Some years later, Helgi (Halga ), who ruled in Lejre , attacked Sweden and captured Yrsa. He raped Yrsa, his own daughter, and took her back to Lejre , where she bore him the son Hrˇlfr (Hro­ulf ). When the boy was three years of age, Yrsa's mother, queen Alof of Saxony, came to visit her and told her that her husband Helgi was her own father. Horrified, Yrsa returned to A­ils, leaving her son behind, and stayed in Sweden for the rest of her life. When Hrˇlfr was eight years old, Helgi died during a war expedition and Hrˇlfr was proclaimed king.

Snorri finishes his account by briefly mentioning that the Skj÷ldunga saga contained an extensive account of how Hrˇlfr came to Uppsala and sowed gold on the Fyrisvellir .

Skßldskaparmßl
In the Skßldskaparmßl , Yrsa's husband king A­ils (Eadgils ) requested Yrsa's son Hrˇlfr's help against the Norwegian king ┴li (Onela ). Hrˇlfr was busy fighting the Saxons but sent his berserkers.

When Hrˇlfr heard that A­ils refused to pay, he set off to Uppsala . They brought the ships to the river Fyris and rode directly to the Swedish king's hall at Uppsala with his twelve berserkers. Yrsa welcomed them and led them to their lodgings. Fires were prepared for them and they were given drinks. However, so much wood was heaped on the fires that the clothes started to burn away from their clothes. Hrˇlfr and his men had enough and threw the courtiers on the fire. Yrsa arrived and gave them a horn full of gold, the ring SvÝagris and asked them to flee. As they rode over the Fyrisvellir , they saw A­ils and his men pursuing them. The fleeing men threw their gold on the plain so that the pursuers would stop to collect the gold. A­ils, however, continued the chase on his horse Sl÷ngvir. Hrˇlfr then threw SvÝagris and saw how A­ils stooped down to pick up the ring with his spear. Hrˇlfr exclaimed that he had seen the mightiest man in Sweden bend his back.



Eahlmund King of Kent




Husband Eahlmund King of Kent

           Born: Abt 745
     Christened: 
           Died: 827 - Kent, England
         Buried: 


         Father: Eafa of Wessex (Abt 0723-      ) 28
         Mother: < > [Kentish princess] (      -      ) 29


       Marriage: 



Wife

           Born: 
     Christened: 
           Died: 
         Buried: 


Children
1 M Egbert King of Wessex

            AKA: Ecgberht King of the West Saxons
           Born: Abt 775 - Kent, England
     Christened: 
           Died: Between 837 and 839 - Wessex, England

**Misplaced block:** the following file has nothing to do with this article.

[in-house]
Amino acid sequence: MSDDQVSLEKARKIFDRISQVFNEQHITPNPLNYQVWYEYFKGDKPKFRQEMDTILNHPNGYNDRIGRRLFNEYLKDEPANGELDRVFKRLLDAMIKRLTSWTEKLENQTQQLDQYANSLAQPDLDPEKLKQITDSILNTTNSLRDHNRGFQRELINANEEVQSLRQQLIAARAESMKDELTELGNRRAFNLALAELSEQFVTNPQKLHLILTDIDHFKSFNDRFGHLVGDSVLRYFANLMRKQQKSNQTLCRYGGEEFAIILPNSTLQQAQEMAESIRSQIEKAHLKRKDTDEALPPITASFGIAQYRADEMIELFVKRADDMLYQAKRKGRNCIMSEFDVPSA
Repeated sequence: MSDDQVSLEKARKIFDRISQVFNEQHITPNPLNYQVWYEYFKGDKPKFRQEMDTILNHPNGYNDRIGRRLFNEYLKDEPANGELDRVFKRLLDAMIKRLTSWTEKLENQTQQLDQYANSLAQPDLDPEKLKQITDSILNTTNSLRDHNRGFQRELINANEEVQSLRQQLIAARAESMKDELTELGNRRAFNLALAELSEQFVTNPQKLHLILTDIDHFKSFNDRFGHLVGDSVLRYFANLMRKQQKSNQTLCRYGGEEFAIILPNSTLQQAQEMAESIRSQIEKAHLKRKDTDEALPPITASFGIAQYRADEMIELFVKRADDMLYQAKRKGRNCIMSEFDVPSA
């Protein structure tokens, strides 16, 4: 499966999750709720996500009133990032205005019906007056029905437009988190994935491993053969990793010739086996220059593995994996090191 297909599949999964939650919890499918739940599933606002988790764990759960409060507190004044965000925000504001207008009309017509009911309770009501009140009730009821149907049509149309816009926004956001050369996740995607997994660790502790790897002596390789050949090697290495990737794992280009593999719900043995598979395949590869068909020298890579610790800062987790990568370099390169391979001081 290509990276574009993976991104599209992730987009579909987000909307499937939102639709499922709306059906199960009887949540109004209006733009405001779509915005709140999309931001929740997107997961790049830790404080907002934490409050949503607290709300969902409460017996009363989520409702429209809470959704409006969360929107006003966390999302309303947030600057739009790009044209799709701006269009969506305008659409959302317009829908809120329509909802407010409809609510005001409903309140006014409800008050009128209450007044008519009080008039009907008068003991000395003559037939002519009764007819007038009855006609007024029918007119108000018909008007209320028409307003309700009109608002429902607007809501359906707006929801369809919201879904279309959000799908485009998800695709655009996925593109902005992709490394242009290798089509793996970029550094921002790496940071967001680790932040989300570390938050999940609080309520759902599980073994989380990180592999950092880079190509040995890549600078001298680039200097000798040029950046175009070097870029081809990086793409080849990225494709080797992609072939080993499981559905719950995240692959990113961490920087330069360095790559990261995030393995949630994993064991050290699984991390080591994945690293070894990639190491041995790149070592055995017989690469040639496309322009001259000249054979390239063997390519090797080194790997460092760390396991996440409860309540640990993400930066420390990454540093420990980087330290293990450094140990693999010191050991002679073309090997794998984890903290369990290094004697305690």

Buried: 
         Spouse: RŠdburga (Abt 0777-      ) 30



Research Notes: Husband - Eahlmund King of Kent

King in Kent 784

Source: Ancestral Roots of Certain American Colonists Who Came to America before 1700 by Frederick Lewis Weis and Walter Lee Sheppard, Jr, ed. by William R. Beall & Kaleen E. Beall (Baltimore, 2008), Line 1-11. Married perhaps a daughter of Aethelberht II, King of Kent, 725-762.

From http://wc.rootsweb.com/cgi-bin/igm.cgi?op=GET&db=:3174654&id=I593872468 :

King of Kent (762-764, c784-c785)
It has been suggested that Ealhmund was the same as the earlier Eanmund, whose name appears confirming a charter of Sigered, the king of West Kent. If this is so then Ealhmund was the more senior king. He has been associated with with Ealhmund, the father of the famous Egbert of Wessex---if this is so, then we know that he was descended from Ingeld, the brother of Ine. It is quite probable that his father or grandfather had married into the Kentish royal family, thus establishing his claim on the Kentish kingdom. Ealhmund was, however, deposed by Offa of Mercia when he invaded Kent in 764. He would have been a yound king at the time, probably in his early twenties, with no power to oppose Offa. He almost certainly went into exile, but later became allied with Egbert II, the king who had displaced him but who in turn rebelled against Offa. When Egbert died, sometime in the early 780's, Ealhmund returned to the kingship. For a second time he faced the wrath of Offa, which this time was more violent and conclusive. Ealhmund was almost certainly killed, and Kent came directly under Offa's rule until the revolution of Eadbert Praen in 796.
!British Kings and Queens pg. 224

From Wikipedia - Ealhmund of Kent :

Ealhmund was born in 745 and died in 827 . Ealhmund, was King of Kent in 784 . His father was Eoffa de Wessex .
There is little historical evidence for his reign. An abstract of a charter dated 784 survives [1] , in which Ealhmund granted land to the Abbot of Reculver . But by the following year Offa of Mercia seems to have been ruling directly, as he issued a charter [2] without any mention of a local king.
According to the Anglo-Saxon Chronicle , Ealhmund was the father of Ecgberht III , later King of Wessex and Kent and son of Eafa the West Saxon, and therefore a member of the House of Wessex (see House of Wessex family tree ).



Sigeferth and Ealdgyth




Husband Sigeferth

           Born: 
     Christened: 
           Died: Bef 1015
         Buried: 
       Marriage: Bef 1015



Wife Ealdgyth 31 32

            AKA: Edith, Eldgyth
           Born: 
     Christened: 
           Died: 
         Buried: 

   Other Spouse: Edmund II "Ironside" King of England (Abt 0989-1016) 33 34 - 1015

Events

Ľ Flourished: 1015-1016.


Children

Research Notes: Husband - Sigeferth

A Danish nobleman